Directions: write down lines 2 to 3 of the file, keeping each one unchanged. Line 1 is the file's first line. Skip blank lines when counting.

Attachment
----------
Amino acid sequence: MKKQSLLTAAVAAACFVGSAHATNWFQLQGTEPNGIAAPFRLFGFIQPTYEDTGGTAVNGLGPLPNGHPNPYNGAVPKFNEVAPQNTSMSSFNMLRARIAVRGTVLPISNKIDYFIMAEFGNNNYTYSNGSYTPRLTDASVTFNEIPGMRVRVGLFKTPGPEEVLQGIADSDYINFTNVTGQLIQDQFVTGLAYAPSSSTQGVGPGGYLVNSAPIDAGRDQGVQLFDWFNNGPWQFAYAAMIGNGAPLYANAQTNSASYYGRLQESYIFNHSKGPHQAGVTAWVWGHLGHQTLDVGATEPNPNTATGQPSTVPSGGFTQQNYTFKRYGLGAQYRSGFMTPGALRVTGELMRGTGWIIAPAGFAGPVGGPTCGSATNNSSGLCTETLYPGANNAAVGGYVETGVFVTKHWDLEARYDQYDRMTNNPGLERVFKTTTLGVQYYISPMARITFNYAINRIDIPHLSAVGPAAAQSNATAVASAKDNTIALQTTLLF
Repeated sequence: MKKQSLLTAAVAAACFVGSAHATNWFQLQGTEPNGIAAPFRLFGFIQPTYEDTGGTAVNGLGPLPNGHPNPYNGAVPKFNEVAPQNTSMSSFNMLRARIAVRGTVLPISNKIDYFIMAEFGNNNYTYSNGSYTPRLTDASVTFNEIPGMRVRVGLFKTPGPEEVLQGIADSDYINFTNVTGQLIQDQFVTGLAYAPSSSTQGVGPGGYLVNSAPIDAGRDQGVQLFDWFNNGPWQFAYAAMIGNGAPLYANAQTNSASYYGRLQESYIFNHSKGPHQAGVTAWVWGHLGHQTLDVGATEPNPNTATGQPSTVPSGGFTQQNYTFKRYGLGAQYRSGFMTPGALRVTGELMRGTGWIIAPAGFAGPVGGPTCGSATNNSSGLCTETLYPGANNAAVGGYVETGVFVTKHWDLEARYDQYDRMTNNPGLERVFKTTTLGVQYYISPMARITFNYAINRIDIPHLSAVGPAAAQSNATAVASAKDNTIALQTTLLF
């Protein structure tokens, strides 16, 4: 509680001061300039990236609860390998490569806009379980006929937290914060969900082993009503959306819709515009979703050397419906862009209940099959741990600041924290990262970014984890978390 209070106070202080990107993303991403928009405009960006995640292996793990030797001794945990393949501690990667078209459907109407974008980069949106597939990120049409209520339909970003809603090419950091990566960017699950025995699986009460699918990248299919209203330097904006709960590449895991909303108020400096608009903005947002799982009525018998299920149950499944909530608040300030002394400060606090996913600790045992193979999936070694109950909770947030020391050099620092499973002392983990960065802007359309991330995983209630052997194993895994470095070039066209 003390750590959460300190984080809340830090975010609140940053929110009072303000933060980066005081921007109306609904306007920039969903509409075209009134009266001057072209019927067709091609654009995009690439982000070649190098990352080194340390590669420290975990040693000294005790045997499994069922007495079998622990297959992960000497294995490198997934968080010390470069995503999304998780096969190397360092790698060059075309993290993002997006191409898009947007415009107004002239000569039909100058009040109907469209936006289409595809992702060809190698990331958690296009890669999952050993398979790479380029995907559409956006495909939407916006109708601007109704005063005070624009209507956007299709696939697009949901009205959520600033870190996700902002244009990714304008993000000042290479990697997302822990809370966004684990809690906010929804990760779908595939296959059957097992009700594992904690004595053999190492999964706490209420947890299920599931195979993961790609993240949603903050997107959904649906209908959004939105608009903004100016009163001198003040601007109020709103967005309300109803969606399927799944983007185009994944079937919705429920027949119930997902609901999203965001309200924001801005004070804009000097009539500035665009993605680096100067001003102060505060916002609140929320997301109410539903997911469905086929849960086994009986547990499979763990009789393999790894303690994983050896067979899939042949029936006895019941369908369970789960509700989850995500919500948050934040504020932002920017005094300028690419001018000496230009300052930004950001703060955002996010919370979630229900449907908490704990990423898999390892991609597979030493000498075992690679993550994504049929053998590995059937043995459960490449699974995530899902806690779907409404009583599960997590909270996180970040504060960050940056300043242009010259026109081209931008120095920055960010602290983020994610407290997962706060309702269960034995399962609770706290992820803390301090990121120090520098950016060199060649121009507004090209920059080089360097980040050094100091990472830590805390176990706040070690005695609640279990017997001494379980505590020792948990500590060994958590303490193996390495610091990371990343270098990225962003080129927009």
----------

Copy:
Repeated sequence: MKKQSLLTAAVAAACFVGSAHATNWFQLQGTEPNGIAAPFRLFGFIQPTYEDTGGTAVNGLGPLPNGHPNPYNGAVPKFNEVAPQNTSMSSFNMLRARIAVRGTVLPISNKIDYFIMAEFGNNNYTYSNGSYTPRLTDASVTFNEIPGMRVRVGLFKTPGPEEVLQGIADSDYINFTNVTGQLIQDQFVTGLAYAPSSSTQGVGPGGYLVNSAPIDAGRDQGVQLFDWFNNGPWQFAYAAMIGNGAPLYANAQTNSASYYGRLQESYIFNHSKGPHQAGVTAWVWGHLGHQTLDVGATEPNPNTATGQPSTVPSGGFTQQNYTFKRYGLGAQYRSGFMTPGALRVTGELMRGTGWIIAPAGFAGPVGGPTCGSATNNSSGLCTETLYPGANNAAVGGYVETGVFVTKHWDLEARYDQYDRMTNNPGLERVFKTTTLGVQYYISPMARITFNYAINRIDIPHLSAVGPAAAQSNATAVASAKDNTIALQTTLLF
């Protein structure tokens, strides 16, 4: 509680001061300039990236609860390998490569806009379980006929937290914060969900082993009503959306819709515009979703050397419906862009209940099959741990600041924290990262970014984890978390 209070106070202080990107993303991403928009405009960006995640292996793990030797001794945990393949501690990667078209459907109407974008980069949106597939990120049409209520339909970003809603090419950091990566960017699950025995699986009460699918990248299919209203330097904006709960590449895991909303108020400096608009903005947002799982009525018998299920149950499944909530608040300030002394400060606090996913600790045992193979999936070694109950909770947030020391050099620092499973002392983990960065802007359309991330995983209630052997194993895994470095070039066209 003390750590959460300190984080809340830090975010609140940053929110009072303000933060980066005081921007109306609904306007920039969903509409075209009134009266001057072209019927067709091609654009995009690439982000070649190098990352080194340390590669420290975990040693000294005790045997499994069922007495079998622990297959992960000497294995490198997934968080010390470069995503999304998780096969190397360092790698060059075309993290993002997006191409898009947007415009107004002239000569039909100058009040109907469209936006289409595809992702060809190698990331958690296009890669999952050993398979790479380029995907559409956006495909939407916006109708601007109704005063005070624009209507956007299709696939697009949901009205959520600033870190996700902002244009990714304008993000000042290479990697997302822990809370966004684990809690906010929804990760779908595939296959059957097992009700594992904690004595053999190492999964706490209420947890299920599931195979993961790609993240949603903050997107959904649906209908959004939105608009903004100016009163001198003040601007109020709103967005309300109803969606399927799944983007185009994944079937919705429920027949119930997902609901999203965001309200924001801005004070804009000097009539500035665009993605680096100067001003102060505060916002609140929320997301109410539903997911469905086929849960086994009986547990499979763990009789393999790894303690994983050896067979899939042949029936006895019941369908369970789960509700989850995500919500948050934040504020932002920017005094300028690419001018000496230009300052930004950001703060955002996010919370979630229900449907908490704990990423898999390892991609597979030493000498075992690679993550994504049929053998590995059937043995459960490449699974995530899902806690779907409404009583599960997590909270996180970040504060960050940056300043242009010259026109081209931008120095920055960010602290983020994610407290997962706060309702269960034995399962609770706290992820803390301090990121120090520098950016060199060649121009507004090209920059080089360097980040050094100091990472830590805390176990706040070690005695609640279990017997001494379980505590020792948990500590060994958590303490193996390495610091990371990343270098990225962003080129927009």